If you are like most parents, letting a child go out into the world is one of the hardest things you will ever do. After all, you have always been there, taking care of your baby, planning his days, offering the best chance of success, and shaping your child’s life. Now he is ready to go off to college to start living as an adult. Where does this leave you? How will your family cope with the change? While the transition from child to adult is often trying for teens, it can be equally stressful for families. However, by knowing what to expect and what you can do to help, this can be one of the greatest times your family will ever know.
Helping Your Child – Regardless of how comfortable your child appears to be with moving away, he is likely feeling scared, anxious, and more than a little lost. Excessive hovering will only make things worse. Instead, take this time to hand over the reins. Teach your child what he needs to know about personal finances, cooking, housekeeping, time management, and other necessary skills. Let him know that you are there to answer any questions, to give advice, and to offer support. Other than that, let him handle the plans for moving. This will allow him to feel success in his independence and to gain confidence for his college years.
Helping the Rest of the Family – If there are younger siblings, this will be a stressful time for them as well. Encourage your older child to spend time with his brothers and sisters and to talk about moving. It is also important to take time as a family to build some great memories and to open discussion of any fears and concerns the younger siblings may have.
As parents, you need to adjust your thinking as it regards to your older child. When he leaves home, he will be developing into his adult self. Be sure to support this growth by demonstrating trust and confidence in his ability to make decisions and solve problems. Of course, you should always be there for support and help. Just make sure you aren’t micromanaging his life. When he comes home for weekend visits or school breaks, remember that you are no longer dealing with a child. While there must still be house rules, the old curfews and limitations will need to be changed.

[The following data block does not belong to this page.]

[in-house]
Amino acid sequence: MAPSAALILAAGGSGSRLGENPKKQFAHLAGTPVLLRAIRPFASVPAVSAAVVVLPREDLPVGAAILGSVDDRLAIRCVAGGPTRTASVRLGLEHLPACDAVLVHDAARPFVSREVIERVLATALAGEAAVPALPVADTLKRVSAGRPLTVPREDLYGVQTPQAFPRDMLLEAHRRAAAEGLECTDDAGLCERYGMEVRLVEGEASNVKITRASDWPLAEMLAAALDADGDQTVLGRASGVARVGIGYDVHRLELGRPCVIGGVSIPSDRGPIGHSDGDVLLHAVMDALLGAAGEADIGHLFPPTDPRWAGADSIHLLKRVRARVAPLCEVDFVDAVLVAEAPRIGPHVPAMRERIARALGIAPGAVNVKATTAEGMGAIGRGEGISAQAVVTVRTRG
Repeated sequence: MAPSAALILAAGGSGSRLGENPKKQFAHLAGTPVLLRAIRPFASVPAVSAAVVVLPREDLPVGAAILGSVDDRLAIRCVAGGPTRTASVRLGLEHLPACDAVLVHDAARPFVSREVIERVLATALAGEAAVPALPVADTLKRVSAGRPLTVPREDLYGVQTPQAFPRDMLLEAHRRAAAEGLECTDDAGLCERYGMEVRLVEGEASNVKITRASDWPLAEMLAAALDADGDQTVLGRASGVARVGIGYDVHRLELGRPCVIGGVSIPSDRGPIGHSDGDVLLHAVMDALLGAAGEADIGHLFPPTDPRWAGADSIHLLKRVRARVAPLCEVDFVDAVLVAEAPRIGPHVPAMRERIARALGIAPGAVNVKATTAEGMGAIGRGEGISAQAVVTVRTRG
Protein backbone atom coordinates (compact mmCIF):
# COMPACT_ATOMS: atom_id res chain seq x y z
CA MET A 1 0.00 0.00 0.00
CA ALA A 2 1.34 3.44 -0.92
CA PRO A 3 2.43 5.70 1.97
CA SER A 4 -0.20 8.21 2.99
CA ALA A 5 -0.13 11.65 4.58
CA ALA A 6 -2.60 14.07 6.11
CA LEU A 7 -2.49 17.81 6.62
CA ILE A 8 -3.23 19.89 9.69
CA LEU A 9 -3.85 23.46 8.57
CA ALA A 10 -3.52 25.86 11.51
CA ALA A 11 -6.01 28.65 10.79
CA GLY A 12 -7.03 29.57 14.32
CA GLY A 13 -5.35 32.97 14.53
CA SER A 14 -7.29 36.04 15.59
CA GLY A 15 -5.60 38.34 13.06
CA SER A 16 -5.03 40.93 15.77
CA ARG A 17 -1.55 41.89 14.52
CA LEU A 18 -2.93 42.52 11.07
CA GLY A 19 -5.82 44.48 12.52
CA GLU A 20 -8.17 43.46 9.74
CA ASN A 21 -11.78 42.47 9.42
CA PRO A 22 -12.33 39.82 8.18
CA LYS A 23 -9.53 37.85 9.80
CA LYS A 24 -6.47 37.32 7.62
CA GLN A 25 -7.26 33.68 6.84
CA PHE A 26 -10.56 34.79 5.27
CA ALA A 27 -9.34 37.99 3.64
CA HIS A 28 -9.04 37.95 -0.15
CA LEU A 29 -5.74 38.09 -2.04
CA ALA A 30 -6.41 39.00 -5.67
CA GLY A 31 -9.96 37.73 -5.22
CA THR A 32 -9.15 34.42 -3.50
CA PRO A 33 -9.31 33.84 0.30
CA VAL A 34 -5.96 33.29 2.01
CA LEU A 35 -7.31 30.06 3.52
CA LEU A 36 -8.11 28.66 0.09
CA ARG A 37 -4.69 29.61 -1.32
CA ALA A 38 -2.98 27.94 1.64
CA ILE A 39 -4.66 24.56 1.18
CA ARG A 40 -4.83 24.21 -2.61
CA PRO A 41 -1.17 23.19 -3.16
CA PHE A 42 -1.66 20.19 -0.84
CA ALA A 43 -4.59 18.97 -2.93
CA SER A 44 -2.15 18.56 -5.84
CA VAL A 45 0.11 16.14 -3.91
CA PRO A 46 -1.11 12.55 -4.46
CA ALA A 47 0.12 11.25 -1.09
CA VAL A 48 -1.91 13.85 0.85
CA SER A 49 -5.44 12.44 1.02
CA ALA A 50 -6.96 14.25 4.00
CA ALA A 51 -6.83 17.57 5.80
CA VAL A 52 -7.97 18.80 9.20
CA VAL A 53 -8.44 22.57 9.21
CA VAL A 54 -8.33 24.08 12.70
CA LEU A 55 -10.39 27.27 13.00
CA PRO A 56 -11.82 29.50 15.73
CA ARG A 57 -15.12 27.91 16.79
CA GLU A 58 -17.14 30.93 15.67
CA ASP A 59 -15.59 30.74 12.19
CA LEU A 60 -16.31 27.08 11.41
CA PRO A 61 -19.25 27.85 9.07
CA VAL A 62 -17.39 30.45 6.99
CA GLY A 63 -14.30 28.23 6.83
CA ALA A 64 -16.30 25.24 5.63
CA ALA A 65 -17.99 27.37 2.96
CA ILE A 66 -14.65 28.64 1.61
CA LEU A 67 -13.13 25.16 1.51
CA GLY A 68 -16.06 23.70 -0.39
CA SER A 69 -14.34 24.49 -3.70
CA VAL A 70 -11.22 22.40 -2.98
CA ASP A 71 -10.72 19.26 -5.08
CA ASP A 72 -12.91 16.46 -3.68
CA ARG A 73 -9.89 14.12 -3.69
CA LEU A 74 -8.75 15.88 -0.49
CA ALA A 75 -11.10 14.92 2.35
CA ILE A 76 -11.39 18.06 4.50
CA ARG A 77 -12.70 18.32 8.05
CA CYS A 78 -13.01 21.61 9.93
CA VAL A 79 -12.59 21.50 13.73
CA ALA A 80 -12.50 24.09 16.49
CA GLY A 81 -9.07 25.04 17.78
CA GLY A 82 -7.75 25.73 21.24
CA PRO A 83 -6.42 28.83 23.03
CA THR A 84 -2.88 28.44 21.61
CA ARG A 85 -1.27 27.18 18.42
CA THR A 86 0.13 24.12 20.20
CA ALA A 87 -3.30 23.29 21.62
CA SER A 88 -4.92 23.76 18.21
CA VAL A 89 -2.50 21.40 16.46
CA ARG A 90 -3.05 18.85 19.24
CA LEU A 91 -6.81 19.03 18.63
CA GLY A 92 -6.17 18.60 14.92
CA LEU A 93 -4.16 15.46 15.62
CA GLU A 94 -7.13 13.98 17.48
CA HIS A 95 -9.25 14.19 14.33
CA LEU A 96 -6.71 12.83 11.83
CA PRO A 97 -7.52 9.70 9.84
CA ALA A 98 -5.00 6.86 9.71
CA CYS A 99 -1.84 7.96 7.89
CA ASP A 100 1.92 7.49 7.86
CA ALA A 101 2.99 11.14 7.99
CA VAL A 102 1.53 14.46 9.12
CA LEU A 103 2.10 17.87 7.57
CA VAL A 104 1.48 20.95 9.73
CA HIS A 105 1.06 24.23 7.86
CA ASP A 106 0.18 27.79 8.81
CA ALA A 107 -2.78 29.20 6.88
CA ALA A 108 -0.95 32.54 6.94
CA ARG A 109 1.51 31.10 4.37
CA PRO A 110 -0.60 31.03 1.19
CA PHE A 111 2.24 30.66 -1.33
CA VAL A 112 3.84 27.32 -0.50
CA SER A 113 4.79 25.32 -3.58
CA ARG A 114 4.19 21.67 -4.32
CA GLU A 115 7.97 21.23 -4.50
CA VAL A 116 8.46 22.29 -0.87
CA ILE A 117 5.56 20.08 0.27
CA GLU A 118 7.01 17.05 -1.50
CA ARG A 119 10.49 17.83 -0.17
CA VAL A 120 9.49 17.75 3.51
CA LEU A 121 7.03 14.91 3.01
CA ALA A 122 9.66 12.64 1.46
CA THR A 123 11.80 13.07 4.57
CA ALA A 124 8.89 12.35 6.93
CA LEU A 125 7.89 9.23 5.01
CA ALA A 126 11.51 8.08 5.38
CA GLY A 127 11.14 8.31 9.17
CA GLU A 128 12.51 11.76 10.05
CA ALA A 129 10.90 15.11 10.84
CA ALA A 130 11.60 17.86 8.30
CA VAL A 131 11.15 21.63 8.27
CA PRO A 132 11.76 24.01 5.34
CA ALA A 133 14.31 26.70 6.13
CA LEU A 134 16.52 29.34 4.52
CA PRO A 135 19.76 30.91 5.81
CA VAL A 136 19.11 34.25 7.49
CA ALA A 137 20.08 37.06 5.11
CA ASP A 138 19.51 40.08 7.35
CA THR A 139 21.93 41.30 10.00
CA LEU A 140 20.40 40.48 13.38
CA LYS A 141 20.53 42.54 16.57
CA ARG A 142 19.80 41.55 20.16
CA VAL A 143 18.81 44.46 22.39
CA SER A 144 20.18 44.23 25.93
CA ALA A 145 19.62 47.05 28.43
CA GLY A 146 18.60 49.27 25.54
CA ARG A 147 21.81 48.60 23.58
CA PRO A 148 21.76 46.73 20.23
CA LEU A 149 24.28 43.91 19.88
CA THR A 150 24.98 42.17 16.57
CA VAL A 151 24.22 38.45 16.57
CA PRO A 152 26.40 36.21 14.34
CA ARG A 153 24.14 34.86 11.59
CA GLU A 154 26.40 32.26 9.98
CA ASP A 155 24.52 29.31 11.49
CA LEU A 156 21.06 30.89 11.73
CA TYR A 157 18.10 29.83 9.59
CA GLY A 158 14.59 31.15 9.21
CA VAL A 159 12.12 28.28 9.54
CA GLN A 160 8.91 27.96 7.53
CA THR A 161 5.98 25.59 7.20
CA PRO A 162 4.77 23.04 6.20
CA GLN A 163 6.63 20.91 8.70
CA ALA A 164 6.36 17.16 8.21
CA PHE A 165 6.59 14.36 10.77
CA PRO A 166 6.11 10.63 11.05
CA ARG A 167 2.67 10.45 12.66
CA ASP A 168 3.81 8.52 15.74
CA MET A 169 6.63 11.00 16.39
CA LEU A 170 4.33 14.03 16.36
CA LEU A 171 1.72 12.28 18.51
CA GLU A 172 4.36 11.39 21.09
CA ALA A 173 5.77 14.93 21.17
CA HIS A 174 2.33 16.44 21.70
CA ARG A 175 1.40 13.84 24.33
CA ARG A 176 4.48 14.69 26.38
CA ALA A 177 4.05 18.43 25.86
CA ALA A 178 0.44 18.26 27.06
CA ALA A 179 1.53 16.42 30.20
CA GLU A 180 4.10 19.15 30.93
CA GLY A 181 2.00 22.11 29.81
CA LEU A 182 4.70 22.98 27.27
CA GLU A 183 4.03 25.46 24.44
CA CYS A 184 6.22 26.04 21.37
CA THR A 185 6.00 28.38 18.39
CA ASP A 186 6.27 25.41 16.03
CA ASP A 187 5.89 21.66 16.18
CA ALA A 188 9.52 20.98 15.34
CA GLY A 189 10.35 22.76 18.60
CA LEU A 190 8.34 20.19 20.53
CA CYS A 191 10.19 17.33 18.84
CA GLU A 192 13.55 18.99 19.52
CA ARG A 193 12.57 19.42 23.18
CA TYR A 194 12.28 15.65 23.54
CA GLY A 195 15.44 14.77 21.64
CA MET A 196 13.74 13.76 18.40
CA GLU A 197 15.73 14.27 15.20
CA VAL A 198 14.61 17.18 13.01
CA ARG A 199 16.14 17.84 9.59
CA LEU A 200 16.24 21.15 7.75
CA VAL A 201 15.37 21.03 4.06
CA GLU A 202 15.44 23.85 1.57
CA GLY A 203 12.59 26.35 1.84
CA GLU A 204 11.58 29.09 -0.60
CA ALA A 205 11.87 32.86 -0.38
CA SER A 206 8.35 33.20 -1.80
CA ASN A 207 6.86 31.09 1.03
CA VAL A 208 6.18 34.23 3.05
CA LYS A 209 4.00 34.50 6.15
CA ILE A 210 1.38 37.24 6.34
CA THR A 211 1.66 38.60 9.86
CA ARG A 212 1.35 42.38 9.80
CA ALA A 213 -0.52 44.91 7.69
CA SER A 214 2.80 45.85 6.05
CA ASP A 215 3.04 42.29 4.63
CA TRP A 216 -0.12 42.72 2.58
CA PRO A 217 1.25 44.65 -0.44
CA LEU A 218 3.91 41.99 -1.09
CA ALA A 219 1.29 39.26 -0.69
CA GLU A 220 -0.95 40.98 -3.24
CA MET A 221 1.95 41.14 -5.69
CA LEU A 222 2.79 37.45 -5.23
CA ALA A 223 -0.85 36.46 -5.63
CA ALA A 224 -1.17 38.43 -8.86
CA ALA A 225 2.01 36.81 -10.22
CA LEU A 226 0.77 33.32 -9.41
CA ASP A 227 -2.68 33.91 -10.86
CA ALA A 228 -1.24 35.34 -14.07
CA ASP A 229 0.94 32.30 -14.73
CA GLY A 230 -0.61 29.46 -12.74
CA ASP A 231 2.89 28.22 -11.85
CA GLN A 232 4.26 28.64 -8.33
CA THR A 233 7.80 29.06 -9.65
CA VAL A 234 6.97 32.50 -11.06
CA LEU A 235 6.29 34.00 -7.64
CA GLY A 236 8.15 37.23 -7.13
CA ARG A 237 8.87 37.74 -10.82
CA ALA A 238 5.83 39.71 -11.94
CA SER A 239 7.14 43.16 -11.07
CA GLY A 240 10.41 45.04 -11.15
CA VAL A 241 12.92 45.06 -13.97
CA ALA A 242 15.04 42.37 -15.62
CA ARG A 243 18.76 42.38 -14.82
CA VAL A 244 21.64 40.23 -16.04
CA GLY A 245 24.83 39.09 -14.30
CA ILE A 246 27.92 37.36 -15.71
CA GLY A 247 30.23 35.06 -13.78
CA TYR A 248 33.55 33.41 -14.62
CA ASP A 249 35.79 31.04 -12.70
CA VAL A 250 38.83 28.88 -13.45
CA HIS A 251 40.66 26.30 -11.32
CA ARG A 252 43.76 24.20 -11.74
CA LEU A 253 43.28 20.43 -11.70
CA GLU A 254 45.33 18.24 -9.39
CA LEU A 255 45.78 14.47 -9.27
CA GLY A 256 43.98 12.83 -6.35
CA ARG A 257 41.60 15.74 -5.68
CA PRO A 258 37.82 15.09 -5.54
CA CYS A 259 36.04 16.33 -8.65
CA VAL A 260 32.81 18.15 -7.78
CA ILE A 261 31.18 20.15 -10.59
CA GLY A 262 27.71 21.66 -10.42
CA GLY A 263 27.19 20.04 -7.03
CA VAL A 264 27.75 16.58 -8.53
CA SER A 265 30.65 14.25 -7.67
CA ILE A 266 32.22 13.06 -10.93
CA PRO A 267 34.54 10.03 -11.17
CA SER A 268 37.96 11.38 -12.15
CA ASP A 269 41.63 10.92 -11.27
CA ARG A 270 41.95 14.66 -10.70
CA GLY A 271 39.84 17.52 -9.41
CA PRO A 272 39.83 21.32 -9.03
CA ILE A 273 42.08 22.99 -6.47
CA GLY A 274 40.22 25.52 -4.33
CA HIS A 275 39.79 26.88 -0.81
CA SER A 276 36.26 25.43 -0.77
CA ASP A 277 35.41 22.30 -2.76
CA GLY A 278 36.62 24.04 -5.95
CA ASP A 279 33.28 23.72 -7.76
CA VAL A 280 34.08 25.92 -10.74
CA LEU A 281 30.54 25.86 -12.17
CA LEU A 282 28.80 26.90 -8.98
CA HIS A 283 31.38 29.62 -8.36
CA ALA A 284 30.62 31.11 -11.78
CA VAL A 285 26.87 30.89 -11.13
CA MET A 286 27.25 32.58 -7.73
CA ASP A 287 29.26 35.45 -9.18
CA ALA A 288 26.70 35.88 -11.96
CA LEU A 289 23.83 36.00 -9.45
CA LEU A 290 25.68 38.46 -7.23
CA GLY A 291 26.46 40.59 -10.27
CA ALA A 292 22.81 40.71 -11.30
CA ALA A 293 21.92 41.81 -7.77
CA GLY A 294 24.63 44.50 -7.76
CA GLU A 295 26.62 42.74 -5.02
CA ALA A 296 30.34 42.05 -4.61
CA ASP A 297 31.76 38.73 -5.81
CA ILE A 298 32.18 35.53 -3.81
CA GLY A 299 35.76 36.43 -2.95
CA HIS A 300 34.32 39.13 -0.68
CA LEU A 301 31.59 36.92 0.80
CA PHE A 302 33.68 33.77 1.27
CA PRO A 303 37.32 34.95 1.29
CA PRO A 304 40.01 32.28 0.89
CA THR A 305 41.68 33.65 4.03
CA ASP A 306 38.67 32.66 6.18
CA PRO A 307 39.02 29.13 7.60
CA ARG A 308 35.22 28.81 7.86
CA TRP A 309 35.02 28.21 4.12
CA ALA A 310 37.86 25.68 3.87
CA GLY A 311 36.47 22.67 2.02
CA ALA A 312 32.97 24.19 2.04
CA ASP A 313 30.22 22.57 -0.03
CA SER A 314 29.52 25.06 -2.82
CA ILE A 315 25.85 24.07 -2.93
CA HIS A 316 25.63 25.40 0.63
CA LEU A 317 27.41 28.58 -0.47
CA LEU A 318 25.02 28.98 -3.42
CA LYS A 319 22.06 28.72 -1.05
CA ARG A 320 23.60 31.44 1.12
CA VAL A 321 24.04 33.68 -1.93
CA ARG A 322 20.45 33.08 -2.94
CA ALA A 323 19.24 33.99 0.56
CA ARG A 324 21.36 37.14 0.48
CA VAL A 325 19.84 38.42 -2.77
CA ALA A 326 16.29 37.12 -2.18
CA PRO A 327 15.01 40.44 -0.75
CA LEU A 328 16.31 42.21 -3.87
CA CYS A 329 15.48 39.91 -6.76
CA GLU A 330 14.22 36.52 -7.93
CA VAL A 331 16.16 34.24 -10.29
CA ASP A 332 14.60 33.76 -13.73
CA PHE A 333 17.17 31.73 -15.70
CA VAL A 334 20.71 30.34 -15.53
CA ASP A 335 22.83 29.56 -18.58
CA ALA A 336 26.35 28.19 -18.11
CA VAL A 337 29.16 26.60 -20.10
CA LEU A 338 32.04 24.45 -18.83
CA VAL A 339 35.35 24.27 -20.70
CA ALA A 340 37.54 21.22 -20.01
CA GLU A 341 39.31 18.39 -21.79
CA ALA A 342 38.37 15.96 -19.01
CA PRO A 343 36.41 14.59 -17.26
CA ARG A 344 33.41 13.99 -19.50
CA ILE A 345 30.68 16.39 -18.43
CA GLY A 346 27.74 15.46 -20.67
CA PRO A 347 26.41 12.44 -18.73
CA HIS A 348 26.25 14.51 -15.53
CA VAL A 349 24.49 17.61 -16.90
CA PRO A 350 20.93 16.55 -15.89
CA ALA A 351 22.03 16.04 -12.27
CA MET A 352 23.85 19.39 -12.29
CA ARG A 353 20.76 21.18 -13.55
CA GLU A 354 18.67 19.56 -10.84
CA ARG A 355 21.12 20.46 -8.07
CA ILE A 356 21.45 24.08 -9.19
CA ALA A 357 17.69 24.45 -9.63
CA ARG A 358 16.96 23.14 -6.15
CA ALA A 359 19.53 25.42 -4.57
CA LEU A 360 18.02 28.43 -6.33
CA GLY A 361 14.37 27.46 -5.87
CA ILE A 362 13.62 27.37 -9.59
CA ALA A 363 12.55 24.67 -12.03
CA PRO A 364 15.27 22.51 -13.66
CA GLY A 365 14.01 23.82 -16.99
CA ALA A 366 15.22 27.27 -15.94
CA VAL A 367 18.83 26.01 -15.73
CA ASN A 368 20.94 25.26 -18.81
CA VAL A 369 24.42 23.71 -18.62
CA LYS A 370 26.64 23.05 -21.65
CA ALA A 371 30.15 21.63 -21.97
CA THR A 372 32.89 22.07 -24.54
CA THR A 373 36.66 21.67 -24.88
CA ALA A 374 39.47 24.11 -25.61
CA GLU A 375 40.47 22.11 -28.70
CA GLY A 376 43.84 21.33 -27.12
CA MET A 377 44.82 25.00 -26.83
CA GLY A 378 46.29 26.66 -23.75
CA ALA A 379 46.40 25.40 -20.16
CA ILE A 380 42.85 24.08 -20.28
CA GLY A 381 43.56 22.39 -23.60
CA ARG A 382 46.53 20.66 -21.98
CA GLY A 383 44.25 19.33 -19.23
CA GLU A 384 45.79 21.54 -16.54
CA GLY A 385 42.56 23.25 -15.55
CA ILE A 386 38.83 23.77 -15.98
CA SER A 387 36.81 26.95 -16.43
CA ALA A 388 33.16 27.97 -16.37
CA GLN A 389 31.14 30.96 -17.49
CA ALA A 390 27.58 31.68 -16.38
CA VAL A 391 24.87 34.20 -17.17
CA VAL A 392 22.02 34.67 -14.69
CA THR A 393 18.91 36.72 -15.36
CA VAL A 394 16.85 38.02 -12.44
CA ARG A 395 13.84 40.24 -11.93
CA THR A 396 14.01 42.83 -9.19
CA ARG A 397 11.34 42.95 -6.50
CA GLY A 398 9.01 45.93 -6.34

This period of your family’s growth can be especially hard if the child leaving home is an only child or the youngest. Empty nest syndrome can be devastating for many families who aren’t prepared. The secret of happiness, however, is to realize that you aren’t losing your child. Instead, you are seeing the fruits of your great parenting as you watch him land a career and family of his own. Take this time to focus on your marriage and to reestablish bonds with your spouse. Not only will this make your relationship healthier and happier, but it will also create a more loving home environment for your child to visit.
There is little doubt that seeing your children leave the nest is a frightening, difficult time for any loving parent. However, by seeing the situation as a healthy development instead of a loss, you can help your child and the rest of your family embrace this change and come through it stronger than ever.
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